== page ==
Not enough space or light in your cramped apartment? Then strap an addition to the side of your building and expand your living area and access to daylight and views. Designed by Stefan Eberstadt, the Rucksack House (backpack house) is a an additional room that can be suspended from the façade of any residential building. Mobile and lightweight, the extra room is both minimalist and spacious, providing nine whole square meters of additional space.
Rucksack House is perched on the edge of both sculpture and architecture as well as on the side of a building. Eberstadt’s add-on room is constructed of a welded steel cage with a light birch veneered plywood interior cladding. The outside is clad with exterior grade plywood with an absorbent resin surface punctuated by plexiglas inserts. The room is suspended from steel cables that are anchored to the roof or to the facade of the existing building. Entrance to the room is gained via an existing window, and once inside, it is spacious and naturally daylit.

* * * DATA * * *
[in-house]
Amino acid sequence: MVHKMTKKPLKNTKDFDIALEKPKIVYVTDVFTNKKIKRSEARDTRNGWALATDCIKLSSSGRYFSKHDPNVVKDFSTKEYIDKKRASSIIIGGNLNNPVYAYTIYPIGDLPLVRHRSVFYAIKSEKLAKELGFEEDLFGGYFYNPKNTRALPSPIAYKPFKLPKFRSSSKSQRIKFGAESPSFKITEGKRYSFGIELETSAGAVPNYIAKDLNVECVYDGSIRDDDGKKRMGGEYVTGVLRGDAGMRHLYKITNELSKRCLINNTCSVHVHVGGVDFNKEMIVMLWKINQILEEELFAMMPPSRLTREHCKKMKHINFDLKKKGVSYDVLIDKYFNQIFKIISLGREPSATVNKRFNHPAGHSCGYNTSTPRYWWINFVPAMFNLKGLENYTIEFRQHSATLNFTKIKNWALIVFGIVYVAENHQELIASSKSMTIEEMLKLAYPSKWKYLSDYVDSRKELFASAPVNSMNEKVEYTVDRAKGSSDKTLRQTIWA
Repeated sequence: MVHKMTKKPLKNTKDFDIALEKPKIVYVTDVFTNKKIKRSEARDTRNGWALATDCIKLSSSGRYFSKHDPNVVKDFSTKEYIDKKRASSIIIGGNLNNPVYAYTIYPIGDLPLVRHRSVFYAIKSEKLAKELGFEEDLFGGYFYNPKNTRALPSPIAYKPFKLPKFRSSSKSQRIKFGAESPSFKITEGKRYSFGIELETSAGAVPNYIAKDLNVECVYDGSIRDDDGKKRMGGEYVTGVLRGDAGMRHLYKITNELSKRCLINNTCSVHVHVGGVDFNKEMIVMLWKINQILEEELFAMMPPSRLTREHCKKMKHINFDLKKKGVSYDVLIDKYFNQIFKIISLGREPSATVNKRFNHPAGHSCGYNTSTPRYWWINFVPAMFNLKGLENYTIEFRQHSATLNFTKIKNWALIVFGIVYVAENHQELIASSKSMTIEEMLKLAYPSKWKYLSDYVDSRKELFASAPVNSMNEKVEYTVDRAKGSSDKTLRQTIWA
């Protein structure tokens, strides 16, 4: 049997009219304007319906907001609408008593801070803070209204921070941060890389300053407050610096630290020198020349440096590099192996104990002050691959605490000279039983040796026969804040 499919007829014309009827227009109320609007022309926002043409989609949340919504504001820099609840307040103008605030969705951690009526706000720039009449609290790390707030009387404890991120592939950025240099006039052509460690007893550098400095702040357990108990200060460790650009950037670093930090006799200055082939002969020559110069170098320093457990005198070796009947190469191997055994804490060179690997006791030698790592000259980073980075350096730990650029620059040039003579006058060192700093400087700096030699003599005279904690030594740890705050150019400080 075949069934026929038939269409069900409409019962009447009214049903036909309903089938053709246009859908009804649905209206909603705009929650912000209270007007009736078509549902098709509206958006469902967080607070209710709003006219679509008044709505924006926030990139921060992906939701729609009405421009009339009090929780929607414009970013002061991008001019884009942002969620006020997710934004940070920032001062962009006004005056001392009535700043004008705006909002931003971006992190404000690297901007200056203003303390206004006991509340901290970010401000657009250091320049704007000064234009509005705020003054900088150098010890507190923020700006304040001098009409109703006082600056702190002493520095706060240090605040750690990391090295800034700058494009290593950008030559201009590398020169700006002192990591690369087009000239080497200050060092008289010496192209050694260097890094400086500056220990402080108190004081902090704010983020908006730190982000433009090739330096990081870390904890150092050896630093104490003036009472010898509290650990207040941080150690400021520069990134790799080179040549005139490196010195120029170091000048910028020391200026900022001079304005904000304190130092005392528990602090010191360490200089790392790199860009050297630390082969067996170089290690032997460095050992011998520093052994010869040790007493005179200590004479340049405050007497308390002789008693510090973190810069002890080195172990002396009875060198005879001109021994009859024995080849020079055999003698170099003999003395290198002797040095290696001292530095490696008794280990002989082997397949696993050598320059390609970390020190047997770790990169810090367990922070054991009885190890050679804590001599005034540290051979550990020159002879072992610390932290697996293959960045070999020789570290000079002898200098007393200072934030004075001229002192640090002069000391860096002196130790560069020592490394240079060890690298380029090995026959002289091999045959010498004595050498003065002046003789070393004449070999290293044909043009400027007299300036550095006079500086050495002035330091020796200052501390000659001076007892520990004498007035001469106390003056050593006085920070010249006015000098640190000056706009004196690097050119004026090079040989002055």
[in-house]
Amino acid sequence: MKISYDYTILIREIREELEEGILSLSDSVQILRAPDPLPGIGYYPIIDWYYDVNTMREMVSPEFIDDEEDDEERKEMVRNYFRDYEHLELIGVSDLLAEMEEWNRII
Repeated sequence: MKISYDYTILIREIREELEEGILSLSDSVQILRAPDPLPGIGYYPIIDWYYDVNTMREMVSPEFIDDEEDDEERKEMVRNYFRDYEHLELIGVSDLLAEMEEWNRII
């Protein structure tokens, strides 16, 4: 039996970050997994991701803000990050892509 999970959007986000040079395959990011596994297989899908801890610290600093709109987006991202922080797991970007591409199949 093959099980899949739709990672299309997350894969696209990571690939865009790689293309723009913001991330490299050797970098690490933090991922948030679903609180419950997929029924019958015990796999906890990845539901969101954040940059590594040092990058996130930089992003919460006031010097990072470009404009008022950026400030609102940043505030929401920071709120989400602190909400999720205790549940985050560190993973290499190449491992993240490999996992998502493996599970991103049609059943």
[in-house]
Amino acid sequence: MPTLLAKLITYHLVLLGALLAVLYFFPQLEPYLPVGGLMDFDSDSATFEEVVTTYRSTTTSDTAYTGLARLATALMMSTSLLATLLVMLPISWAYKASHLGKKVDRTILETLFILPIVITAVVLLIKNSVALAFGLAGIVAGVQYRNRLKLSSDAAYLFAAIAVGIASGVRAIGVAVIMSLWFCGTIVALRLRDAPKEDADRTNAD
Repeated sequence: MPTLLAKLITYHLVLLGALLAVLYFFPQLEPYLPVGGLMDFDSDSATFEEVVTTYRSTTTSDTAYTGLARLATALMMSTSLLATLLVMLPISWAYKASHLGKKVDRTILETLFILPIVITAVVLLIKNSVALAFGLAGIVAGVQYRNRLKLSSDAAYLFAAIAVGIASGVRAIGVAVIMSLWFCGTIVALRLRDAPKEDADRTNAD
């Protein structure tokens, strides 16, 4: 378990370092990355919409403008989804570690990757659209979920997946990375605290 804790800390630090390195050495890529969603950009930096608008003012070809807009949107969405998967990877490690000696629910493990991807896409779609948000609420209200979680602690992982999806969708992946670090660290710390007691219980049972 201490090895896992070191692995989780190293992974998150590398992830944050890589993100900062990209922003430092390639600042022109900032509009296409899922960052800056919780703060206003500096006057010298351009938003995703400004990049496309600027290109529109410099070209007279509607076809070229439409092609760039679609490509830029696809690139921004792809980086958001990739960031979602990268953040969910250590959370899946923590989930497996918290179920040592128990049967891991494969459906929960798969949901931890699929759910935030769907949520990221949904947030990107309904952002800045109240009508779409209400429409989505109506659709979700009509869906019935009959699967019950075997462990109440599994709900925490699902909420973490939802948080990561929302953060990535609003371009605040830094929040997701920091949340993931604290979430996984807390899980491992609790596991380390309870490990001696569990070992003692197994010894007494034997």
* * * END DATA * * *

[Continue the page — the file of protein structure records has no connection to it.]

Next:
With 9 sq meters (97 sq ft) of space, the Rucksack House is open and can be used for a variety of activities like an extra bedroom, studio space or a living area. Built-in furniture makes the space more usable, but still open. Sections of the walls unfold, with the help of hidden magnets, into a desk, shelves, and a platform for reading or sleeping. The entire box is mobile and can move as the resident does to the next dwelling providing instant add-on space. In 2004, the Rucksack House was in Leipzig, then in Cologne in 2005 and then moved to Bamberg in 2011.
Images Courtesy of Stefan Eberstadt